A Cheer for Chickadees

Curious and friendly, chickadees charm backyard birdwatchers and provide pest control to farms and gardens.

| November/December 2020

chickadee-snow 
Photo by Adobe Stock/FotoRequest

One of the most endearing of our year-round birds in southwestern Virginia is the black-capped chickadee (Poecile atricapillus). With its oversized, round head; fluffy body; and curiosity about everything, including humans, this member of the titmouse family (Paridae) could be the poster bird for cuteness. The tiny bird’s black cap and bib; white cheeks; gray back, wings, and tail; and light, buff underparts make it one of our most recognizable birds. Flying from tree to tree in search of food, they make their presence known with a flurry of activity and cheery calls.

Despite their diminutive size, black-capped chickadees don’t fear humans. In fact, the onomatopoeically named birds seem to introduce themselves by calling their name — “chick-a-dee.” This species’ habit of investigating everything in its home territory makes it one of the first birds most people notice. Once the sentinels spot you, they send out their “chick-a-dee-dee” alarm call to alert other nearby birds that an intruder is in the area. When things settle down a bit, the caller may decide to come in for a closer look. Many times while I walk in the woods, a curious chickadee will fo­llow me, hopping from one tree to another, all the while providing a steady, chattering monologue.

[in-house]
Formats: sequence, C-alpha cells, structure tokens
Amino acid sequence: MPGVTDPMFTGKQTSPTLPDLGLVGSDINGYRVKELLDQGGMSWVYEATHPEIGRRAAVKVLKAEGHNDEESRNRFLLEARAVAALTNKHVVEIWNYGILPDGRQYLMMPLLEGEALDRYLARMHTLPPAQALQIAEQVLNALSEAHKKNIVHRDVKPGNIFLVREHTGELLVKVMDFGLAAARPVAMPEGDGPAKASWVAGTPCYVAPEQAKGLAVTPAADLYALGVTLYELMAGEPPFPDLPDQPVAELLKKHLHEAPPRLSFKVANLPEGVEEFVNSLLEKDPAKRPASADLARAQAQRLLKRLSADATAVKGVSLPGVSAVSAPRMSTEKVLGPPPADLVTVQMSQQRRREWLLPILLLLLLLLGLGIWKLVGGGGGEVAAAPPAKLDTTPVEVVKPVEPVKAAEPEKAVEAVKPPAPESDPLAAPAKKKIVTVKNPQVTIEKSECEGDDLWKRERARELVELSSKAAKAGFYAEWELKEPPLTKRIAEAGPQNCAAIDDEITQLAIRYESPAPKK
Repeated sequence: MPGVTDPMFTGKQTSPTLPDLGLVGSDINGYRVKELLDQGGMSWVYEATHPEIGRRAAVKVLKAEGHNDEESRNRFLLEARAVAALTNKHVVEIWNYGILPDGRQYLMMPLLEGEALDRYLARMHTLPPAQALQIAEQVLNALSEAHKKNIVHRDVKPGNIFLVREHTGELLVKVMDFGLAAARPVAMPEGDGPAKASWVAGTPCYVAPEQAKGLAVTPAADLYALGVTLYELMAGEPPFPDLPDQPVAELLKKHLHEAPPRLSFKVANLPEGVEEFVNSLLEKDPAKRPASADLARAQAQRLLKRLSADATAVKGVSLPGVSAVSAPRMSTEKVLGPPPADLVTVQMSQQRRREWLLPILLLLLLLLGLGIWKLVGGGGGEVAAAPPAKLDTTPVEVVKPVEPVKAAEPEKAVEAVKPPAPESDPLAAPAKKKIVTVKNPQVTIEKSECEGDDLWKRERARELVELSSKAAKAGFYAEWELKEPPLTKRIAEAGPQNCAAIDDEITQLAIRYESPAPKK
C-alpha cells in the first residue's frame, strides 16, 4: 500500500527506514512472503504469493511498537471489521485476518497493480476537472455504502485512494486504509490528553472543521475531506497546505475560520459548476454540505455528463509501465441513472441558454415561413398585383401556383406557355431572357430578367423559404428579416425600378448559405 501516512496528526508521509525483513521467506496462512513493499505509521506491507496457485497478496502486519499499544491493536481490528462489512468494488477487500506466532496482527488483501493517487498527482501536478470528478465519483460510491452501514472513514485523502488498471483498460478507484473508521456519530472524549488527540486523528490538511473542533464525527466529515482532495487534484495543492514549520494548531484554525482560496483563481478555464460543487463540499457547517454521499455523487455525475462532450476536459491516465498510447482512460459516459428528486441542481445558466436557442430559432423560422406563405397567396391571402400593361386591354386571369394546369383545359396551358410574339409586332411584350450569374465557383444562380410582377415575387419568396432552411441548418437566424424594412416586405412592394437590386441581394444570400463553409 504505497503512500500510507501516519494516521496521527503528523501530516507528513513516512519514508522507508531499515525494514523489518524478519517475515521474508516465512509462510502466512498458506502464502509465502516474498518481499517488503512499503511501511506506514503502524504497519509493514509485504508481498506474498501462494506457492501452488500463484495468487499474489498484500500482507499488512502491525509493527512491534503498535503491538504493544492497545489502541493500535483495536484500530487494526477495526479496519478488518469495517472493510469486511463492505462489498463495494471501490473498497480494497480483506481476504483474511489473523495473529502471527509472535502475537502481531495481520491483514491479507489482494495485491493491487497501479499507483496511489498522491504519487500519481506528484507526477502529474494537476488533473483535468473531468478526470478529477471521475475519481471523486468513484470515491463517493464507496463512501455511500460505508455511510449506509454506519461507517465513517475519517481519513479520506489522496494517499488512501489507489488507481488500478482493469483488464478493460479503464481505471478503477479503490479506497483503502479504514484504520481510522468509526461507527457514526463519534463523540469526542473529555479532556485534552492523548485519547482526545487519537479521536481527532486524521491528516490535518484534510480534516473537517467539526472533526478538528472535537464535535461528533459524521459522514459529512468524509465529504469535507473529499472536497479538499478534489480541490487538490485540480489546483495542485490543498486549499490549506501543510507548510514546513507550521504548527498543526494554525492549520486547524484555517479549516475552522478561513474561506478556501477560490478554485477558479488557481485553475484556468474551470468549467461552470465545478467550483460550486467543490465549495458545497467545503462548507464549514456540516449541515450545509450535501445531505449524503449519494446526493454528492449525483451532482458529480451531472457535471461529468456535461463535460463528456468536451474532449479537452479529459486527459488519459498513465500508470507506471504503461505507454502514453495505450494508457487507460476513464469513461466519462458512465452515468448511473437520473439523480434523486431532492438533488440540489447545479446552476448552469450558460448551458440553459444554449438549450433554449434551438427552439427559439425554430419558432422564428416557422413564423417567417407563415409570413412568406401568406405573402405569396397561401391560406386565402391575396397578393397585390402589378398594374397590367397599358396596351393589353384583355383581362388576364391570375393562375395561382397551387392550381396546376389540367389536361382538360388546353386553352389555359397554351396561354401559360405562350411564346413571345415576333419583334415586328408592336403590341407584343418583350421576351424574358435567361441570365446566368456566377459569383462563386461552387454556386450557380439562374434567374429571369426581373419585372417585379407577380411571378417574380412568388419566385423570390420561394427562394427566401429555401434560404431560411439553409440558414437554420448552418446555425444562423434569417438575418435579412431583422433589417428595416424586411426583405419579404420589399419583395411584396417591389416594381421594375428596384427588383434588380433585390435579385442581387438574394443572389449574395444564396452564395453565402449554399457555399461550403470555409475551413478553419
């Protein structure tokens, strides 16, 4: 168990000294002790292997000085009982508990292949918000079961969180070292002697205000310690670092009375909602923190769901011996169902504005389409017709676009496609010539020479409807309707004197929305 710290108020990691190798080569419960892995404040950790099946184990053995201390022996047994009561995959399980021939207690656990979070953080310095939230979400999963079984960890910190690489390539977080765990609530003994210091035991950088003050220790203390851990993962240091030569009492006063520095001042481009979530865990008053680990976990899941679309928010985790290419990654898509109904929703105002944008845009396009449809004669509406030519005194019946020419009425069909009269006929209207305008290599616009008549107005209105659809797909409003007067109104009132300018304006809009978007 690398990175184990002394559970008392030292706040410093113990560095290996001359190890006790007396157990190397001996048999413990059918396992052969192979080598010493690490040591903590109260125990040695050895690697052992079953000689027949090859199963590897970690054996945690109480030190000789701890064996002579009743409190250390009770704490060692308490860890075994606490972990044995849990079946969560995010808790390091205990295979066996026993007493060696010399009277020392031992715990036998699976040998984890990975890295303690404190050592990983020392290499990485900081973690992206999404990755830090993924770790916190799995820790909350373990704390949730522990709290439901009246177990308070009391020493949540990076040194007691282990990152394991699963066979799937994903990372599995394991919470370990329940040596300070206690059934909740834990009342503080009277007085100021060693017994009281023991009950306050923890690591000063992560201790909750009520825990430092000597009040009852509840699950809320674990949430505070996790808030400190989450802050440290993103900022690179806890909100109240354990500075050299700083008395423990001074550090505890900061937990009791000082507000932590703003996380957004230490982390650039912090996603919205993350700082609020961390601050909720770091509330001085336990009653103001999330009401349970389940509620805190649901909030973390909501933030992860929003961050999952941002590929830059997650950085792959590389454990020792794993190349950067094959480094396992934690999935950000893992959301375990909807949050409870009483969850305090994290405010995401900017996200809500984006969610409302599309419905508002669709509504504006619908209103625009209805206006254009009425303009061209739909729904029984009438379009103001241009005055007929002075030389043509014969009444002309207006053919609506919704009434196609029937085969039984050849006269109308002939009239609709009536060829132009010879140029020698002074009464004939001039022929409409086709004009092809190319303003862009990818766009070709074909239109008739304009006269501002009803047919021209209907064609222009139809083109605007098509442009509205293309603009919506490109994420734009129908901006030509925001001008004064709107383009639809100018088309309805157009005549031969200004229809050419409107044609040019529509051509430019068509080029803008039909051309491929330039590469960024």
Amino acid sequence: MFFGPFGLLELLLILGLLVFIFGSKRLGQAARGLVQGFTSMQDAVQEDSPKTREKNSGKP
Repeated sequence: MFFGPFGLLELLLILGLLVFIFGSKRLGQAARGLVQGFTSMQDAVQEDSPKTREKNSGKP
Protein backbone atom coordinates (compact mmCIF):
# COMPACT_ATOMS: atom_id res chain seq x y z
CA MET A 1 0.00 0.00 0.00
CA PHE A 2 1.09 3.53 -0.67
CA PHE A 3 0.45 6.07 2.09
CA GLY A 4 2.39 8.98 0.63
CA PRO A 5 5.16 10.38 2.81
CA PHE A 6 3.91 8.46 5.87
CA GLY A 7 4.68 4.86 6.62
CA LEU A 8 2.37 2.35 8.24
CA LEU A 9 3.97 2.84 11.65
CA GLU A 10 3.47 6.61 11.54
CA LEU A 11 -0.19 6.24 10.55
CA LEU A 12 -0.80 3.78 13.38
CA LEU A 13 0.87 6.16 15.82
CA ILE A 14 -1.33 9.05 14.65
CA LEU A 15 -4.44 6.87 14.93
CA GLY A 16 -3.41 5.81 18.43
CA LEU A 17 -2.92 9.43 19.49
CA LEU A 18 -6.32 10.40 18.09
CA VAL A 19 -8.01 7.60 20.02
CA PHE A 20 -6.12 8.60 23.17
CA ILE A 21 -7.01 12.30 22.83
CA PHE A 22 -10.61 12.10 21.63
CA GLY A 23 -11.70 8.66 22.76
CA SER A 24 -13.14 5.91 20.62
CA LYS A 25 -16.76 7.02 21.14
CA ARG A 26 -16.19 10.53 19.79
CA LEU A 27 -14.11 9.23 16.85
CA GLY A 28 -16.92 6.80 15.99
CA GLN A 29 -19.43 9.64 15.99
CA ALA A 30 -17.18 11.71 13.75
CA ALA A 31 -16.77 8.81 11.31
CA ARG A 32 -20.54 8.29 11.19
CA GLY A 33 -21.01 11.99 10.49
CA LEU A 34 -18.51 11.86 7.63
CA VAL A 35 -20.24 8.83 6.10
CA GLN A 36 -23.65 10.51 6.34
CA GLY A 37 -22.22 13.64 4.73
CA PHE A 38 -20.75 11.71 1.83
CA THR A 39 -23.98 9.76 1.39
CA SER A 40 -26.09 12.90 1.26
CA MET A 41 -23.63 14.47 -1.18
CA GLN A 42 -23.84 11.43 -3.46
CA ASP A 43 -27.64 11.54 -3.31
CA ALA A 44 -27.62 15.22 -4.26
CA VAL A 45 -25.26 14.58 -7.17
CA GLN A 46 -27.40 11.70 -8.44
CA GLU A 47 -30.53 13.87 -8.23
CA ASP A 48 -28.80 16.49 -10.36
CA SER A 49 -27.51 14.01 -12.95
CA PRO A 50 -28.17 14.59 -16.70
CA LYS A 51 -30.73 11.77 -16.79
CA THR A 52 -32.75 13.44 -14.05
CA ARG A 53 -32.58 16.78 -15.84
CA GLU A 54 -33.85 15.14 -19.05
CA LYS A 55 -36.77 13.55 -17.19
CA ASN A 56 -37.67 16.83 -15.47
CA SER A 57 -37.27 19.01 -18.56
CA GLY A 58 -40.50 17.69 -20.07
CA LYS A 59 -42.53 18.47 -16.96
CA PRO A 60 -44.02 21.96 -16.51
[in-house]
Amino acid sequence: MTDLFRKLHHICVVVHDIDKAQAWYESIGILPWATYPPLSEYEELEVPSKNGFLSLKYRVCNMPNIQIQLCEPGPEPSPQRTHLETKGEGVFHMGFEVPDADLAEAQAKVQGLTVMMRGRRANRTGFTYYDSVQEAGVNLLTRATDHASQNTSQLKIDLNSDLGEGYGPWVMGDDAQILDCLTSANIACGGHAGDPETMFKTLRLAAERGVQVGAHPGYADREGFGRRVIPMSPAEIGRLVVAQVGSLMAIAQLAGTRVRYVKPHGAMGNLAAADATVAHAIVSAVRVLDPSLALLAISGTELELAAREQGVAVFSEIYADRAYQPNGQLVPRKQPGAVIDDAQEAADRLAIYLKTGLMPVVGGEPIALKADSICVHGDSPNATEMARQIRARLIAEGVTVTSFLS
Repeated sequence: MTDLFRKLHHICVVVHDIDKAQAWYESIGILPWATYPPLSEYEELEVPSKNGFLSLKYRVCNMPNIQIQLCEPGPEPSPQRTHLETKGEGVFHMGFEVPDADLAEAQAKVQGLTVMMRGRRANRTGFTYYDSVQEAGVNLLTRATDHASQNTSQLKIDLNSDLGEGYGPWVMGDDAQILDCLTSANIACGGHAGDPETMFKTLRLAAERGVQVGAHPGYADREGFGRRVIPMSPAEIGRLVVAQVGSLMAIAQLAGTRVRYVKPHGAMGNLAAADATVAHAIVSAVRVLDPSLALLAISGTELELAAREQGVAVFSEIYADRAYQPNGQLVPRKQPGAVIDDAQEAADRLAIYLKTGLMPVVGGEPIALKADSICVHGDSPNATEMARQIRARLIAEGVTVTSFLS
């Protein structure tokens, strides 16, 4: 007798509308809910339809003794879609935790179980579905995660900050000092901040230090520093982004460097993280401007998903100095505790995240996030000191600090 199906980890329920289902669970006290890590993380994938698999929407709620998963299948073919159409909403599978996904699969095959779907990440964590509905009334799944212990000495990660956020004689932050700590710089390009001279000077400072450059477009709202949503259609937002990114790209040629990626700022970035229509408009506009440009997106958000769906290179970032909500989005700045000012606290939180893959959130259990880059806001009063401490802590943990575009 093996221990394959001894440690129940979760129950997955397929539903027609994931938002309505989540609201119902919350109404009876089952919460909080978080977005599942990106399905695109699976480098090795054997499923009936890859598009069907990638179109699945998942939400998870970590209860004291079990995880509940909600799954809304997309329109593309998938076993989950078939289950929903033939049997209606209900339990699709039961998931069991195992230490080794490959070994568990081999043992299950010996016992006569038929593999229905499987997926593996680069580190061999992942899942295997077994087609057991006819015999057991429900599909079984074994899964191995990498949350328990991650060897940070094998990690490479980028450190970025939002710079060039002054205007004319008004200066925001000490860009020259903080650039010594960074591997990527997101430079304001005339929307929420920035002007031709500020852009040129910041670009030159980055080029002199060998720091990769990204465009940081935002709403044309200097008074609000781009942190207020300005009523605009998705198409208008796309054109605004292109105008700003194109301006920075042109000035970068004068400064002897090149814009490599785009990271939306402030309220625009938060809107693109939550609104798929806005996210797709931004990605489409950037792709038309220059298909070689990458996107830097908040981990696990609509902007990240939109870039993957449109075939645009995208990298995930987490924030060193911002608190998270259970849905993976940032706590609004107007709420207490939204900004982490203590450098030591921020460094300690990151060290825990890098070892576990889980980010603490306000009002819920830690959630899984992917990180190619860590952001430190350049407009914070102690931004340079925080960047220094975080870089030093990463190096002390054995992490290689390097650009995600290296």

In addition to their friendly nature, chickadees also provide pest control. The chickadee diet consists of seeds, wild fruits, caterpillars, butterfly and moth eggs, spiders, beetles, bugs, and ants. They pry under bark and inspect every cranny of a tree, dining on the adults and eggs of agricultural pests, including weevils, cicadas, wood borers, treehoppers, leafhoppers, tent caterpillars, and sawflies­ — making the chickadee a friend to farmers and gardeners.



 chickadee-pinechickadeechickadee-in-flight
Boreal chickadees (top) have a distinguishable brown cap. Mountain chickadees (middle) can be identified by their white eyebrow stripe. Carolina chickadees (bottom) are similar in appearance to black-capped chickadees, and often identified primarily by location. From top to bottom, photos by Adobe Stock/Ivan Kuzmin, Adobe Stock/Mircea Costina, Adobe Stock/Tom, respectively. 

Chickadees of North America

Black-capped chickadees are one of seven different species of chickadees in North America. These seven species nearly cover the proverbial map, so chances are you have chickadees in your area. All chickadees are small (4 to 6 inches), nimble flyers, with black throats and dark caps. Adults and juveniles of both sexes are similar in plumage, with short bills, large heads, and a fluffy, rounded body.



Live The Good Life with GRIT!

Grit JulAug 2016At GRIT, we have a tradition of respecting the land that sustains rural America. That's why we want you to save money and trees by subscribing to GRIT through our automatic renewal savings plan. By paying now with a credit card, you save an additional $6 and get 6 issues of GRIT for only $16.95 (USA only).

Or, Bill Me Later and send me one year of GRIT for just $22.95!




Facebook Pinterest Instagram YouTube Twitter

Free Product Information Classifieds Newsletters